“There was such a wonderful atmosphere at that first event. In a quiet way the young people were in awe. It went off with such a bang and was a real eye-opener for me. I remember there was a little girl singing in the front row of a choir who fainted because she was so taken aback by the experience. She got up though, and carried on singing.
The Festival of the Music For Youth had such a tremendous reception - it was received with such high support and encouragement from parents and teachers alike. People really favoured that it wasn’t competitive and that we encouraged music of every genre, from instrumental music to ensembles.”
- Larry Westland, Founder of Music for Youth, 1970
"It appears,in a way, such an obvious idea: a Schools Prom.There is now so much good music, in such sparkling diversity of styles, being produced in the schools of Great Britain, it’s surprising that tonight’s concert is the first of what we hope will be many such annual presentations in the years to come."
- Humphrey Metzgen, 1975
“I found my copy of the vinyl that was made following the first ever Schools Prom as it was called in those days! I played 1st Oboe and we played l'apres midi d'un faune. The performance was amazing and I went on to study oboe & piano at RCM - followed up by a teaching career. I still play in local orchestras.”
- Susan Simington, Brighton Youth Orchestra, 1975
"My favourite memory is the vastness of the audience – so many people attended and I had never experienced playing to such large audiences. This formed in my mind that I wanted to pursue the career of a solo percussionist."
- Dame Evelyn Glennie, 1978
“In the late 70's, the counties would all bring brass bands to the national festival. When Thatcher became Prime Minister in 1979, she encouraged schools to do their own thing. The musical diversity on display at Music for Youth did get more interesting as a result of that in the 80's.”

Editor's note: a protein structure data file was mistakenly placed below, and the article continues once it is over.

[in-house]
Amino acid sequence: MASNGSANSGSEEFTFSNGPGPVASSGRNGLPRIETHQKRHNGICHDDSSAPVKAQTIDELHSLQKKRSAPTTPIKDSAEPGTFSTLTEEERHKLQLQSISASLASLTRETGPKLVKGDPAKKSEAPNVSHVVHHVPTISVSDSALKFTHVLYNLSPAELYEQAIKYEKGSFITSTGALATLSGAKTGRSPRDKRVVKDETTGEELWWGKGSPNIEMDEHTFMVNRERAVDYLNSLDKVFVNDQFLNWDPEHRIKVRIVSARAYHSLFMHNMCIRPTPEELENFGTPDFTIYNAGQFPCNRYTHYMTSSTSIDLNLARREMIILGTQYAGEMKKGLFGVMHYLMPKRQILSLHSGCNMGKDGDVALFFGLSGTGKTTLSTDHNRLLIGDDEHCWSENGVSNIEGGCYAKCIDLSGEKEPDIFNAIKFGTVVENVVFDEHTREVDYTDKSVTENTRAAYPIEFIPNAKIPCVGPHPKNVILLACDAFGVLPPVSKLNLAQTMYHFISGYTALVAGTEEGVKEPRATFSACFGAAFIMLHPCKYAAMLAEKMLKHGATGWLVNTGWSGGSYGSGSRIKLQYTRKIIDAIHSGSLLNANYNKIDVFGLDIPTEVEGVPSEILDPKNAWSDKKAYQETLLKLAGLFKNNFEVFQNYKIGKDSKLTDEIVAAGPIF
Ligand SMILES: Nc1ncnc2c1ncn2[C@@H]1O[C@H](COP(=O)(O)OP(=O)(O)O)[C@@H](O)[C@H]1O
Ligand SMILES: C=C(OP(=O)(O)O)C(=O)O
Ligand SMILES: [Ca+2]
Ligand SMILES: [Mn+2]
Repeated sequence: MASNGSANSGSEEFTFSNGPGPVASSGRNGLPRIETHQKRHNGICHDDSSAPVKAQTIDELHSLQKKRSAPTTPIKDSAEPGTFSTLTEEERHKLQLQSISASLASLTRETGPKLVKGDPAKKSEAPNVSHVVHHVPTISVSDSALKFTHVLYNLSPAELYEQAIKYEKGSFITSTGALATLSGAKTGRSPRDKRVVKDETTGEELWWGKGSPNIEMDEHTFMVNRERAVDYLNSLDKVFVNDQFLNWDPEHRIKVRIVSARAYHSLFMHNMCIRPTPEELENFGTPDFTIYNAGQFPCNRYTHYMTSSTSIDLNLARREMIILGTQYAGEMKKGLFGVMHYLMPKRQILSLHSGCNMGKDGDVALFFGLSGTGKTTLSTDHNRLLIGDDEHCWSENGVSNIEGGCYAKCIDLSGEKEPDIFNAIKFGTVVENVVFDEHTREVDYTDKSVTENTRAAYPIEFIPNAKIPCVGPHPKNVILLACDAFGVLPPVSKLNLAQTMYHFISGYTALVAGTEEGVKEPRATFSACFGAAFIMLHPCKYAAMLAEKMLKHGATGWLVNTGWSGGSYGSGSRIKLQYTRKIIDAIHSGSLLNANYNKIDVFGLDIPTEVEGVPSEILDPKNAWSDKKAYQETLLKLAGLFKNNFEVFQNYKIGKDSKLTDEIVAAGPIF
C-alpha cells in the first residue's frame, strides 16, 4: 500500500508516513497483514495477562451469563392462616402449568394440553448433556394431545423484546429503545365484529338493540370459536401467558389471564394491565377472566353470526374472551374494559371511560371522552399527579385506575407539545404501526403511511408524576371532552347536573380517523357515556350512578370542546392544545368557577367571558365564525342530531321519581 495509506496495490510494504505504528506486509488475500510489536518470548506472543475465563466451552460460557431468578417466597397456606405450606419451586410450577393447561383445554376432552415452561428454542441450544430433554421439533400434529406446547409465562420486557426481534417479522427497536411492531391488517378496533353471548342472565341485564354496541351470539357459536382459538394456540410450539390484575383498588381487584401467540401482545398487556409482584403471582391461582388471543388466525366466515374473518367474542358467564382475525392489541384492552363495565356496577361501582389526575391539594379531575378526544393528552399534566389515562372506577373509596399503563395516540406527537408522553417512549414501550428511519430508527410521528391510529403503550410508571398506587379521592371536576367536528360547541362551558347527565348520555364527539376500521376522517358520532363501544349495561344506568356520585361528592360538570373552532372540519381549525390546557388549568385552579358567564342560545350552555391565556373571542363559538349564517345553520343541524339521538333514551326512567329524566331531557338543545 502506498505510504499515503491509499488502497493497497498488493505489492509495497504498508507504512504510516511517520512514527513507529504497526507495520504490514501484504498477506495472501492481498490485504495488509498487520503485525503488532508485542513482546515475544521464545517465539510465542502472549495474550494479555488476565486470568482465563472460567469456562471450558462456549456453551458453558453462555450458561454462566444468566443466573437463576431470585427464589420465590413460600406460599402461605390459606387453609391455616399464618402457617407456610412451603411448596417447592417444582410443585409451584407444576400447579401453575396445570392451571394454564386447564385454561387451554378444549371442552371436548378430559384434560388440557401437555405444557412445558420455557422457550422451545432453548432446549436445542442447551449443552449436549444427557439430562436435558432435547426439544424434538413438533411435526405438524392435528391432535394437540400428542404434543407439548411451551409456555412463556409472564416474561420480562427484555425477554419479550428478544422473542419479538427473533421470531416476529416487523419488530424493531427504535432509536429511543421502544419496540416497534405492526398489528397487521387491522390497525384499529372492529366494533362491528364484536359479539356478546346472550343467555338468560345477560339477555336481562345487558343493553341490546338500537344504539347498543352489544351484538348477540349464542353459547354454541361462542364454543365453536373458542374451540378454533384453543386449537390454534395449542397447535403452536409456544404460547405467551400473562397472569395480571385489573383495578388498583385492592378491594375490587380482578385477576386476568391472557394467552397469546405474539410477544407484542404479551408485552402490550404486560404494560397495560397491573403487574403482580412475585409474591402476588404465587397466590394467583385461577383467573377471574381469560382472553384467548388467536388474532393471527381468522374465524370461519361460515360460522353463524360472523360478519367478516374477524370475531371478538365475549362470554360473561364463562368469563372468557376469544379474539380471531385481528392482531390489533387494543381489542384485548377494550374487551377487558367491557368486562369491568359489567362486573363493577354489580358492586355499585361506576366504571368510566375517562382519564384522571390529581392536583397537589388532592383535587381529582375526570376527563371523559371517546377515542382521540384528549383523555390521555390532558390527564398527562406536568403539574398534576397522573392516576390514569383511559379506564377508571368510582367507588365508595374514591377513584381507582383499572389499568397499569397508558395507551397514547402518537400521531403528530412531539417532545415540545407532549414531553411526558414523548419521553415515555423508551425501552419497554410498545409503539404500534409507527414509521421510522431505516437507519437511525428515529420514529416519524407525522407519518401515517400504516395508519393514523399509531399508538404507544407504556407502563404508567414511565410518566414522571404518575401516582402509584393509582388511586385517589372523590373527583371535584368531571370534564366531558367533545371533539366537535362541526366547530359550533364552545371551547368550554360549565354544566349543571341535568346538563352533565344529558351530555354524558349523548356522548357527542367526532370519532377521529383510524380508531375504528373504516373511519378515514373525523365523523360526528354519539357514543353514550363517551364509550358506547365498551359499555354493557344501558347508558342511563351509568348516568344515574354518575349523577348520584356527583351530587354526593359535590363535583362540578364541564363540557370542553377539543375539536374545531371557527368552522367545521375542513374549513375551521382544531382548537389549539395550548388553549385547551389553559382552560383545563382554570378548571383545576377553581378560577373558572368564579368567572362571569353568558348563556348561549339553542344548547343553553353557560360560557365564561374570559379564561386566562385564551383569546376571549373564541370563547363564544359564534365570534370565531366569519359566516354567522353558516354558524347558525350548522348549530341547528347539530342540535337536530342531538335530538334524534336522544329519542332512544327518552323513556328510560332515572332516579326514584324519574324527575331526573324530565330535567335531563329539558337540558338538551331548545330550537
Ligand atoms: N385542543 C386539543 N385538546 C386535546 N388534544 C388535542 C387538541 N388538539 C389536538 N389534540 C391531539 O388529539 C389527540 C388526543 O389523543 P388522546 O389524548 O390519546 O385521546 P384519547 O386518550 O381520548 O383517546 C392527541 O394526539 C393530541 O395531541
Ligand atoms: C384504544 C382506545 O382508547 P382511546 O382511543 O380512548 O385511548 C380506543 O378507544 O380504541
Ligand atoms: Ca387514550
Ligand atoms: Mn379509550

- Robin Bynoe, Former Company Secretary of Music for Youth and long term board member, 1980
“As students (Phoenix 1984) we had a wonderful experience performing at the Albert hall - we’d travelled from Cumbria - and it was great to be backstage waiting for our performance - the tension was electric! Years later taking my girls vocal group back to perform at the South Bank was also unforgettable for the girls.”
— Harris Lesley, 1980
"MFY has given me the opportunity to see how I handled the act of performing, how important the presence of an audience is, how I handled the before and after effects of a performance. The experience has taught me a lot about myself that has gone far beyond only the music-making. It has taught me the importance of how music is our daily medicine and how we can each make a difference and ultimately a bridge with ourselves and others.”
- Dame Evelyn Glennie, 1986
In 1993 I was leader of the Gwent Youth Wind Symphonia and we performed Milhaud’s Suite Francaise in the National Festival in the South Bank. 25 years later I am very privileged to be the director of the same group (now called Gwent Youth Wind Orchestra) who will be performing in the opening night of the Schools Proms in the Royal Albert Hall!
I played at the Schools Prom in 1997 with my music centre jazz band! As a teacher and conductor I wanted my students to experience what I did with Music for Youth - and I’ve been lucky enough to bring choirs to several national festivals and conduct at school Prom in 2011.
MUSIC FOR YOUTH HAS HELPED ME GROW AS A MUSICIAN BY GIVING ME OPPORTUNITIES THAT I HAVE NEVER EXPERIENCED BEFORE.
MFY’S REPUTATION IS INCREDIBLE. IT IS BRILLIANT AND I TRULY MEAN THAT! IT HAS HAD A HUGE IMPACT ON OUR YOUNG PEOPLE. OUR PUPILS HAVE SPECIAL EDUCATIONAL NEEDS AND DO NOT GET MANY OPPORTUNITIES TO PERFORM IN FANTASTIC VENUES. THROUGH MFY WE HAVE MANAGED TO PERFORM AT THE HMV INSTITUTE, THE BIRMINGHAM SYMPHONY HALL AND THE ROYAL ALBERT HALL TWICE! IT’S SO IMPORTANT, ESPECIALLY TO THE FAMILIES. AND IT GIVES OUR YOUNG PEOPLE INCREASED SELF-ESTEEM, INCLUSION, SELF-HELP SKILLS, TEAMWORK.